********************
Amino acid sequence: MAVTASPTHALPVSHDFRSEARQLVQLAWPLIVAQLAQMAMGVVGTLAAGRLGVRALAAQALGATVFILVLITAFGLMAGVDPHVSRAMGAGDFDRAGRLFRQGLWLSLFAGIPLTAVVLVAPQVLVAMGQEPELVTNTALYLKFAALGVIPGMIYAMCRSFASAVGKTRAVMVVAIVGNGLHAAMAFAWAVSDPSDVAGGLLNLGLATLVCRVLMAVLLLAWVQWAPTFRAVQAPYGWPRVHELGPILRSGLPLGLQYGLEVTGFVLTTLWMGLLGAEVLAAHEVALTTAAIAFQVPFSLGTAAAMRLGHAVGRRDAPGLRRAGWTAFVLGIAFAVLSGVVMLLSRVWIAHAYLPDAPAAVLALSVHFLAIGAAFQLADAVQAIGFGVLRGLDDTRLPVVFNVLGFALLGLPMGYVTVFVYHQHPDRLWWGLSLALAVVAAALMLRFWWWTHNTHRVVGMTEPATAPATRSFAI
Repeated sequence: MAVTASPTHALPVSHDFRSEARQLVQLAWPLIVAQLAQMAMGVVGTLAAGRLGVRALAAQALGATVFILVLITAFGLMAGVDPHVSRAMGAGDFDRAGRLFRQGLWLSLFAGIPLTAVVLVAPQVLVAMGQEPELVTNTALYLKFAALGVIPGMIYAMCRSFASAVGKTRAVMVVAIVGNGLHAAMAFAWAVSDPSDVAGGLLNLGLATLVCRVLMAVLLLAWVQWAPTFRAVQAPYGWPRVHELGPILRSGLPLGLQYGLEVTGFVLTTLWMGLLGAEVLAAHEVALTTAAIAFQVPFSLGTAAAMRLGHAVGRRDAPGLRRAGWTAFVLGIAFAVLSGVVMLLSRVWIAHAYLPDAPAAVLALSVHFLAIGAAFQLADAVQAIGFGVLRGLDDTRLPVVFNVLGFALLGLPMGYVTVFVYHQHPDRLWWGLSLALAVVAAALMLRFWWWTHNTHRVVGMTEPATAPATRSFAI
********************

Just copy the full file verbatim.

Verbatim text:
Amino acid sequence: MAVTASPTHALPVSHDFRSEARQLVQLAWPLIVAQLAQMAMGVVGTLAAGRLGVRALAAQALGATVFILVLITAFGLMAGVDPHVSRAMGAGDFDRAGRLFRQGLWLSLFAGIPLTAVVLVAPQVLVAMGQEPELVTNTALYLKFAALGVIPGMIYAMCRSFASAVGKTRAVMVVAIVGNGLHAAMAFAWAVSDPSDVAGGLLNLGLATLVCRVLMAVLLLAWVQWAPTFRAVQAPYGWPRVHELGPILRSGLPLGLQYGLEVTGFVLTTLWMGLLGAEVLAAHEVALTTAAIAFQVPFSLGTAAAMRLGHAVGRRDAPGLRRAGWTAFVLGIAFAVLSGVVMLLSRVWIAHAYLPDAPAAVLALSVHFLAIGAAFQLADAVQAIGFGVLRGLDDTRLPVVFNVLGFALLGLPMGYVTVFVYHQHPDRLWWGLSLALAVVAAALMLRFWWWTHNTHRVVGMTEPATAPATRSFAI
Repeated sequence: MAVTASPTHALPVSHDFRSEARQLVQLAWPLIVAQLAQMAMGVVGTLAAGRLGVRALAAQALGATVFILVLITAFGLMAGVDPHVSRAMGAGDFDRAGRLFRQGLWLSLFAGIPLTAVVLVAPQVLVAMGQEPELVTNTALYLKFAALGVIPGMIYAMCRSFASAVGKTRAVMVVAIVGNGLHAAMAFAWAVSDPSDVAGGLLNLGLATLVCRVLMAVLLLAWVQWAPTFRAVQAPYGWPRVHELGPILRSGLPLGLQYGLEVTGFVLTTLWMGLLGAEVLAAHEVALTTAAIAFQVPFSLGTAAAMRLGHAVGRRDAPGLRRAGWTAFVLGIAFAVLSGVVMLLSRVWIAHAYLPDAPAAVLALSVHFLAIGAAFQLADAVQAIGFGVLRGLDDTRLPVVFNVLGFALLGLPMGYVTVFVYHQHPDRLWWGLSLALAVVAAALMLRFWWWTHNTHRVVGMTEPATAPATRSFAI